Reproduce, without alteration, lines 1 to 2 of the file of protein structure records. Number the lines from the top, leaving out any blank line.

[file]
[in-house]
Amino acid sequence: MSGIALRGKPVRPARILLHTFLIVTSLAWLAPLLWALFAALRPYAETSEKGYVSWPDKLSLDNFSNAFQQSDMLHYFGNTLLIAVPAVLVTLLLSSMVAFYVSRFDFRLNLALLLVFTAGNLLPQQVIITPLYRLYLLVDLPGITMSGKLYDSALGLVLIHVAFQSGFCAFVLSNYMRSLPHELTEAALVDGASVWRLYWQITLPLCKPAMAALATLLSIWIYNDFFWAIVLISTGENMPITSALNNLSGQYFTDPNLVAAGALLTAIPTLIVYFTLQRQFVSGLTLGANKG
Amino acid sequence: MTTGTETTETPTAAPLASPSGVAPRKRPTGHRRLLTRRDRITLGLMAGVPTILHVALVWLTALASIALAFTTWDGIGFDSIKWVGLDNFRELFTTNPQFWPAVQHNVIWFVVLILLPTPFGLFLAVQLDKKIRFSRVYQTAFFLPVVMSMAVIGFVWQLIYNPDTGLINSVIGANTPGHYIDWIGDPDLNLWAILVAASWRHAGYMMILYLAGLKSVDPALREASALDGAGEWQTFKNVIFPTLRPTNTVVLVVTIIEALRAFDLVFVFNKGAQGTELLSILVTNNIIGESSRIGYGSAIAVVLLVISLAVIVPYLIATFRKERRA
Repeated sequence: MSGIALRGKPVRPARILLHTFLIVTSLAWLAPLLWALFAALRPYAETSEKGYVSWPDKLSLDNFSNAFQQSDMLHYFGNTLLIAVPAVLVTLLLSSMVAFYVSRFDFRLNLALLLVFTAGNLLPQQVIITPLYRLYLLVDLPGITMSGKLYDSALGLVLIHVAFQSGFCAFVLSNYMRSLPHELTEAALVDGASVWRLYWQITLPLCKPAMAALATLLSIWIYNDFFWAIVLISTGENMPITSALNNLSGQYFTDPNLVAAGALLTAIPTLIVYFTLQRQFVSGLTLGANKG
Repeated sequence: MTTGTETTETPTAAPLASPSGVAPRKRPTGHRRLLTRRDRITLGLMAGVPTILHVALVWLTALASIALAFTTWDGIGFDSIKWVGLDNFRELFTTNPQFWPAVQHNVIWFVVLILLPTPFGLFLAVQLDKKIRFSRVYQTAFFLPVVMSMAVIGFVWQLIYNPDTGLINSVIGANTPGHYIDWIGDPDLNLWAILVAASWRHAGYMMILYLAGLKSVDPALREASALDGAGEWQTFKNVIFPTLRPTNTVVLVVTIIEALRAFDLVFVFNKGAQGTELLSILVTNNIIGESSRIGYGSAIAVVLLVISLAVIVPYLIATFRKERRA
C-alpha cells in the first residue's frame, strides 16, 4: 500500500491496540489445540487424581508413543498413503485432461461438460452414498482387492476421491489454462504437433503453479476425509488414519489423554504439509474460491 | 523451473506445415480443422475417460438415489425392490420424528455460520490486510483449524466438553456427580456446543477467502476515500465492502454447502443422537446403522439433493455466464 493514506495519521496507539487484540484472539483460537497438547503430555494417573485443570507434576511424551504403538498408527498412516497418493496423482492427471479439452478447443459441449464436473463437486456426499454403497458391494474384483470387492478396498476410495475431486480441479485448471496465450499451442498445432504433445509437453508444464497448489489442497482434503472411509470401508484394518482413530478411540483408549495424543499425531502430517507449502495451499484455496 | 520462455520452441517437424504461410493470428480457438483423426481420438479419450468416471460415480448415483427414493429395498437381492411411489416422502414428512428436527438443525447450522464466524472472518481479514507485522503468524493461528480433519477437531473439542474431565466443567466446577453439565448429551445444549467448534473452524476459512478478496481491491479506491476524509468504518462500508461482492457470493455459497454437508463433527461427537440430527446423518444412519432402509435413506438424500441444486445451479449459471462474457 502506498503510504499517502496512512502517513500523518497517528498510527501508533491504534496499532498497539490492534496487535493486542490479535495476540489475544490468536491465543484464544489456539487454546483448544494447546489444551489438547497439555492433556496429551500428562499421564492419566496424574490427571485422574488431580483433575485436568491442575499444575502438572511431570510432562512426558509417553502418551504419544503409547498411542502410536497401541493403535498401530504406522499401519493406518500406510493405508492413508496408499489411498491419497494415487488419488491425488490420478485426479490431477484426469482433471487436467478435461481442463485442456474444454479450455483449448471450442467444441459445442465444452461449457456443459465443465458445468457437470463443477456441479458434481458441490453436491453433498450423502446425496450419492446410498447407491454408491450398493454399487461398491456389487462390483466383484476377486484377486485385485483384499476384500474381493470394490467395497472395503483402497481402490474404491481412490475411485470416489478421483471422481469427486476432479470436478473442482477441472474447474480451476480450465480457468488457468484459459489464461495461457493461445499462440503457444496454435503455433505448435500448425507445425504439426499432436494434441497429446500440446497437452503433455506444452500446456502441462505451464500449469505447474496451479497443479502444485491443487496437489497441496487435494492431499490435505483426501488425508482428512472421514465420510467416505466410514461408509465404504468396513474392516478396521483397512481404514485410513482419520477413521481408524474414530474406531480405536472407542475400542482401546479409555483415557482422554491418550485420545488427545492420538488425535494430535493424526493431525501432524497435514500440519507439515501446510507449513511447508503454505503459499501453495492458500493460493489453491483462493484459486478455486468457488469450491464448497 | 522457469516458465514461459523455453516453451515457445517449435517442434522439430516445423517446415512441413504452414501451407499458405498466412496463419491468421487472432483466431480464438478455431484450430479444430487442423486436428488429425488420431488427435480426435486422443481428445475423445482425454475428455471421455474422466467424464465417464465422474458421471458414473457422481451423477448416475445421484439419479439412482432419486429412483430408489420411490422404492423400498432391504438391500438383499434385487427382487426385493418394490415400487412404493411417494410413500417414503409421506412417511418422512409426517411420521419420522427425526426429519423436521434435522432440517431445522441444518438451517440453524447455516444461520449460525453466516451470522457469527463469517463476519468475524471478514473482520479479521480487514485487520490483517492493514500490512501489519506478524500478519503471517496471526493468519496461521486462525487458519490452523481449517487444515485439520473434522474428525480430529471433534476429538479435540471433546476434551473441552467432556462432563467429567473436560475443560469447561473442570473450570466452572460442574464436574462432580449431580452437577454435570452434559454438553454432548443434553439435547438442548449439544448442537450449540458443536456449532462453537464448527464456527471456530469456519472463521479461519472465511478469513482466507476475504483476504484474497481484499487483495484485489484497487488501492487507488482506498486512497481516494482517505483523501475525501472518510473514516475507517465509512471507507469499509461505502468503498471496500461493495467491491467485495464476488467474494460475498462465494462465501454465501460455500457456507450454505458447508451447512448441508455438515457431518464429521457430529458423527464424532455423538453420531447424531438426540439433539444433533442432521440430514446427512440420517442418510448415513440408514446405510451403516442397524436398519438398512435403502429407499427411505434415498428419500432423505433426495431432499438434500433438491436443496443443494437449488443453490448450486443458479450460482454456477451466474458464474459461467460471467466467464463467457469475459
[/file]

[in-house]
Amino acid sequence: MSGIALRGKPVRPARILLHTFLIVTSLAWLAPLLWALFAALRPYAETSEKGYVSWPDKLSLDNFSNAFQQSDMLHYFGNTLLIAVPAVLVTLLLSSMVAFYVSRFDFRLNLALLLVFTAGNLLPQQVIITPLYRLYLLVDLPGITMSGKLYDSALGLVLIHVAFQSGFCAFVLSNYMRSLPHELTEAALVDGASVWRLYWQITLPLCKPAMAALATLLSIWIYNDFFWAIVLISTGENMPITSALNNLSGQYFTDPNLVAAGALLTAIPTLIVYFTLQRQFVSGLTLGANKG